So How Do Female Grouper Get Mates?
To find out how grouper get mates for five years researchers attempted to launch a submarine in 300 feet of water on the Oculina coral reef northeast of Fort Pierce to watch female
grouper search for big male grouper mates. They were trying to safely launch and recover so they could maybe spend a few hours observing groupers mating on a newly discovered coral reef mating site. As life would have it, heavy seas prevented safe operations most of the time. They some how managed 75 dives totaling over 200 bottom hours watching grouper interact socially.
They observed aggregations of hundreds of groupers, the most prominent species was scamp, gag, speckled hind as well as snowy and Warsaw grouper in the mix. There were no Nassau, red or black grouper in this depth of water. But the grouper that did show up to mate did put on a great show.
Scamp grouper had definite territories on the reef, each territory was patrolled by an aggressive male swimming just above the reef and at will diving on a female, which caused his head to turn gray, his body black with white belly blotches and his tail white. See, Scamps are usually covered
with small brown spots.
The females were definitely in a pecking order with the alpha female displaying a pattern like a cat's paw, just as if a cat had walked across the fish with paint on it's paws. All the other females appeared to be a combination of light or dark brown, with the light phase more prominent than the dark brown. It looked as if they could turn these dark and light brown colors off at will in seconds. The odds were ten to fifteen females to each male in his harem and all of this happens when grouper get mates!
The male Scamp grouper are caught more often than the female because of their aggressive nature. Here lies the problem. If there are no big males the females have no one to spawn with. It's been proven that Scamp grouper change sex from female to male. So how long does take for a female Scamp grouper to change into a male? The next question is does it ruin or deplete the male spawning numbers for the females in the harem?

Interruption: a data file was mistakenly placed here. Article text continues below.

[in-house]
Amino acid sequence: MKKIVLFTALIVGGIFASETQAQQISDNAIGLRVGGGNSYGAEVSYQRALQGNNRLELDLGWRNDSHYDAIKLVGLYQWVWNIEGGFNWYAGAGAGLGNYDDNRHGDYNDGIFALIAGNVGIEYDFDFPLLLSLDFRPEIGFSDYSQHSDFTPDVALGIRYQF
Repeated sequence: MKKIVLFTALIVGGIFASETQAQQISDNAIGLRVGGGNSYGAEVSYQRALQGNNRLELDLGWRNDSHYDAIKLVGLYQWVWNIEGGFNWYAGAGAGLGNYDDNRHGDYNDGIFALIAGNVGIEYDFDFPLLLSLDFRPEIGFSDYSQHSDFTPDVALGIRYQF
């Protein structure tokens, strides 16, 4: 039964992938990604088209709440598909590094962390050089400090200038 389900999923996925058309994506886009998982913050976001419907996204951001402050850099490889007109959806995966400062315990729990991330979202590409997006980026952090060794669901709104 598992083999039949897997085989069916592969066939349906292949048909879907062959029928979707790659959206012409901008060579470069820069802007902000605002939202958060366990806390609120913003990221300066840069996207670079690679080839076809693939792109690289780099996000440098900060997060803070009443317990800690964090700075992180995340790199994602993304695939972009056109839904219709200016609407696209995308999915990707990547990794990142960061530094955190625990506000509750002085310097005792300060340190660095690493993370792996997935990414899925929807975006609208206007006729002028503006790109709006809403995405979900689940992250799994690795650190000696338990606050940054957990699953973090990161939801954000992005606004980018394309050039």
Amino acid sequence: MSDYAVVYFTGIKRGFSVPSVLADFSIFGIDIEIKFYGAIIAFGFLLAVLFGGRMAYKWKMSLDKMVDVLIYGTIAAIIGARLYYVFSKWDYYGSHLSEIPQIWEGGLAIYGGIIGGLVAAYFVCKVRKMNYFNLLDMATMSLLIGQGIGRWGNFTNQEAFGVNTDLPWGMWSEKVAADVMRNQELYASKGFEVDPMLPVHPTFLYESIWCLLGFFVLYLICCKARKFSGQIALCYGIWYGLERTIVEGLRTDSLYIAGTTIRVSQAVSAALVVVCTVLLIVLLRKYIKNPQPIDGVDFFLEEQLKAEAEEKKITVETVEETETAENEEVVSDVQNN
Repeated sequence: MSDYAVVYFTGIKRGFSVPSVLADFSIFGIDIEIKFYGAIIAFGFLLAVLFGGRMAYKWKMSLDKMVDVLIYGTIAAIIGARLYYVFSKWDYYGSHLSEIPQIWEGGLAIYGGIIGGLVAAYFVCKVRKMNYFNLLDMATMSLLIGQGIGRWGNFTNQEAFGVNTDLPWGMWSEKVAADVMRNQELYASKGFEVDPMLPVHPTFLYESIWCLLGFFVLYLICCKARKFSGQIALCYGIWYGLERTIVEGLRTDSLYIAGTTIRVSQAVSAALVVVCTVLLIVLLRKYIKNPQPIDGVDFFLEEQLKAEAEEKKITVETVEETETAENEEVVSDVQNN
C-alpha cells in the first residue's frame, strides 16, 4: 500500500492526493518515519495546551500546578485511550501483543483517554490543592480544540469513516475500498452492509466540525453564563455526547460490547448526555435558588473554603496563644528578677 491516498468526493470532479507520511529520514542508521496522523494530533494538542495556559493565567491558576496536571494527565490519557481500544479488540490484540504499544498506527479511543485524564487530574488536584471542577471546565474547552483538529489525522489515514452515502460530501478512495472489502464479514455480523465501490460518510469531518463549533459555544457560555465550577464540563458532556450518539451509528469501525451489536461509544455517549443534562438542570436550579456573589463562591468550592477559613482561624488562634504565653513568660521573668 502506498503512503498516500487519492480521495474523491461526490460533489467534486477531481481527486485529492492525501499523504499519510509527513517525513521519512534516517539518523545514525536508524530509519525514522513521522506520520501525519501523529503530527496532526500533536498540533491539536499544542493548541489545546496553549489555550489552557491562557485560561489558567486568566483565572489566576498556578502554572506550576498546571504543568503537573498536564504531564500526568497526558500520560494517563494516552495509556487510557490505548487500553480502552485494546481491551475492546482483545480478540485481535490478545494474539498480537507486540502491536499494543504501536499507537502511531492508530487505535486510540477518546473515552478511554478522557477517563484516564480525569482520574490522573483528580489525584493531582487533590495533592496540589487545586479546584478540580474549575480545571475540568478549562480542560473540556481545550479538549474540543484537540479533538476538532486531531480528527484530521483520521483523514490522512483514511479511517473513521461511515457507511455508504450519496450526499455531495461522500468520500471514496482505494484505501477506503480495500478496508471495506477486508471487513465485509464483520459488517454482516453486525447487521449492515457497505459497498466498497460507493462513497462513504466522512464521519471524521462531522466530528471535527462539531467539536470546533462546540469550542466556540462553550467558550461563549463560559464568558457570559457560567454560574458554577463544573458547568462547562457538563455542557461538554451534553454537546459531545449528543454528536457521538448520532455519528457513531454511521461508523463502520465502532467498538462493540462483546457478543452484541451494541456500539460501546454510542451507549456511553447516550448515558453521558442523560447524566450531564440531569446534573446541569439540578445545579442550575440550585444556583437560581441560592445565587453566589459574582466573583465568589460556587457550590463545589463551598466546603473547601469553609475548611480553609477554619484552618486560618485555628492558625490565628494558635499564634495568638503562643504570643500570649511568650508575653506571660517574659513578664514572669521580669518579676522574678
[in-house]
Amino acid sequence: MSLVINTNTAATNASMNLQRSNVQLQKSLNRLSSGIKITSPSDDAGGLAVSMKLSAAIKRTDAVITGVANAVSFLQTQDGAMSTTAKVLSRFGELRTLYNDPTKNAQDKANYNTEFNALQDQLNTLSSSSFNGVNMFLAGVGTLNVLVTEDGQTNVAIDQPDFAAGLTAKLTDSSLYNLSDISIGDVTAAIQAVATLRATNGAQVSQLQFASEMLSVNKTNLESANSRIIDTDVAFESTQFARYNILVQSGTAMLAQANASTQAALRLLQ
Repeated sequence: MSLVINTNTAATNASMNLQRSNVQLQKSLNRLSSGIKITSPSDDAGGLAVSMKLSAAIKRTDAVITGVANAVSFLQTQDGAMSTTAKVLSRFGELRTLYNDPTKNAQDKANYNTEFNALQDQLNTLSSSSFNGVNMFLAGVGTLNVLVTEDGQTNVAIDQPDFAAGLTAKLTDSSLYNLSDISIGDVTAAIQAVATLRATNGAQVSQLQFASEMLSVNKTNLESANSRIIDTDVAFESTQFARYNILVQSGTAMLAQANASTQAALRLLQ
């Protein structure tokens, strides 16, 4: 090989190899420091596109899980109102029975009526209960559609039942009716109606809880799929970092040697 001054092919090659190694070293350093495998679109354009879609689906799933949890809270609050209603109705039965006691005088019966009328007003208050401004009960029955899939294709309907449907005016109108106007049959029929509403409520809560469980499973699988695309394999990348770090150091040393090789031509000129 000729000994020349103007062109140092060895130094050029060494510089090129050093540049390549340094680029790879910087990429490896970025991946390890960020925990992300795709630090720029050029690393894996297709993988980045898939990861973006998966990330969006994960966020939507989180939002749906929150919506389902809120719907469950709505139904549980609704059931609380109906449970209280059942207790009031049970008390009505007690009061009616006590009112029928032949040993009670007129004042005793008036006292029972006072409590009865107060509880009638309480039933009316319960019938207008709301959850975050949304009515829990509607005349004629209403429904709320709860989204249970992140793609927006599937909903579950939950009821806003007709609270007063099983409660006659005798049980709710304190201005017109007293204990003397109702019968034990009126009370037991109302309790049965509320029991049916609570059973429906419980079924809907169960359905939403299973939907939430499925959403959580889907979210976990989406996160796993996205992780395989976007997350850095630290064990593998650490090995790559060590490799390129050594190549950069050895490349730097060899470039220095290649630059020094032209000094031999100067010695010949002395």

We now know that scamp grouper meet in late summer and fall to determine if there is a shortage of male grouper so all grouper get mates.
When the expected large male grouper doesn't show up, one of the female grouper in the harem must change her sex.
She has to change into a male in order to protect the female harem before the next spring spawning season so grouper get mates.
The grouper social hierarchy is complicated, they show mental capabilities that's rarely seen in the fish world.
However, most grouper spearfishing on Florida's east coast takes grouper in shallow aggregations when and where
they often meet to determine which female is going to be the one to change sexes. This messes up the social
order and probably the spawning the next spring spawning season.
Not many fishermen understand that groupers are very sophisticated and they have a social order with each
"pecking order" and that the sex reversal, when the female turns into the dominating male, happens just before the spawning season typically by social selection.
Sadly, the scamp, gag, Warsaw, snowy and speckled hind groupers are largely missing from these spawns these days. One solution could be to map all sites where select grouper get mates gather to determine the sex reversal, or to spawn. We need to limit spearfishing of grouper at these gathering sites during these sex reversal periods and when the spawning is actually happening. If we don't, more grouper will be missing for the mating season.
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